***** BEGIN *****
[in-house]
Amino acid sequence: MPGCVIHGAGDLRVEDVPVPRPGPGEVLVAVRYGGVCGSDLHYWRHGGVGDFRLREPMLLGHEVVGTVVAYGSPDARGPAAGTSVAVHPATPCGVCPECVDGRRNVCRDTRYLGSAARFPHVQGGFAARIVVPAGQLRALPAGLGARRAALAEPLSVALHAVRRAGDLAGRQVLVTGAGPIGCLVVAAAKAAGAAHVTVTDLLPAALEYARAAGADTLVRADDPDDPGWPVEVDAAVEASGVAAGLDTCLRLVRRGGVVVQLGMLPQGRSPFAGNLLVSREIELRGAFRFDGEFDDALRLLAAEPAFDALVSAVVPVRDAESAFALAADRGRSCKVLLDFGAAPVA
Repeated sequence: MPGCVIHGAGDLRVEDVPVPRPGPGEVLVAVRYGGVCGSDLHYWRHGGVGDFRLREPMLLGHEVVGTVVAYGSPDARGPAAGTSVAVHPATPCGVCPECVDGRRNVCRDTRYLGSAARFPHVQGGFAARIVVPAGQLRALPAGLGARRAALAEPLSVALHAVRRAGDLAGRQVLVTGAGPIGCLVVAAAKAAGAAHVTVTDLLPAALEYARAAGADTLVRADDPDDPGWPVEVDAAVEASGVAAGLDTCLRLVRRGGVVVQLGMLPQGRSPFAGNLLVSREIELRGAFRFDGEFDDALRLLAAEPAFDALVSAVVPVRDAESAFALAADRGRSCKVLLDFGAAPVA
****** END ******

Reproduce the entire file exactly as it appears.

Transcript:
[in-house]
Amino acid sequence: MPGCVIHGAGDLRVEDVPVPRPGPGEVLVAVRYGGVCGSDLHYWRHGGVGDFRLREPMLLGHEVVGTVVAYGSPDARGPAAGTSVAVHPATPCGVCPECVDGRRNVCRDTRYLGSAARFPHVQGGFAARIVVPAGQLRALPAGLGARRAALAEPLSVALHAVRRAGDLAGRQVLVTGAGPIGCLVVAAAKAAGAAHVTVTDLLPAALEYARAAGADTLVRADDPDDPGWPVEVDAAVEASGVAAGLDTCLRLVRRGGVVVQLGMLPQGRSPFAGNLLVSREIELRGAFRFDGEFDDALRLLAAEPAFDALVSAVVPVRDAESAFALAADRGRSCKVLLDFGAAPVA
Repeated sequence: MPGCVIHGAGDLRVEDVPVPRPGPGEVLVAVRYGGVCGSDLHYWRHGGVGDFRLREPMLLGHEVVGTVVAYGSPDARGPAAGTSVAVHPATPCGVCPECVDGRRNVCRDTRYLGSAARFPHVQGGFAARIVVPAGQLRALPAGLGARRAALAEPLSVALHAVRRAGDLAGRQVLVTGAGPIGCLVVAAAKAAGAAHVTVTDLLPAALEYARAAGADTLVRADDPDDPGWPVEVDAAVEASGVAAGLDTCLRLVRRGGVVVQLGMLPQGRSPFAGNLLVSREIELRGAFRFDGEFDDALRLLAAEPAFDALVSAVVPVRDAESAFALAADRGRSCKVLLDFGAAPVA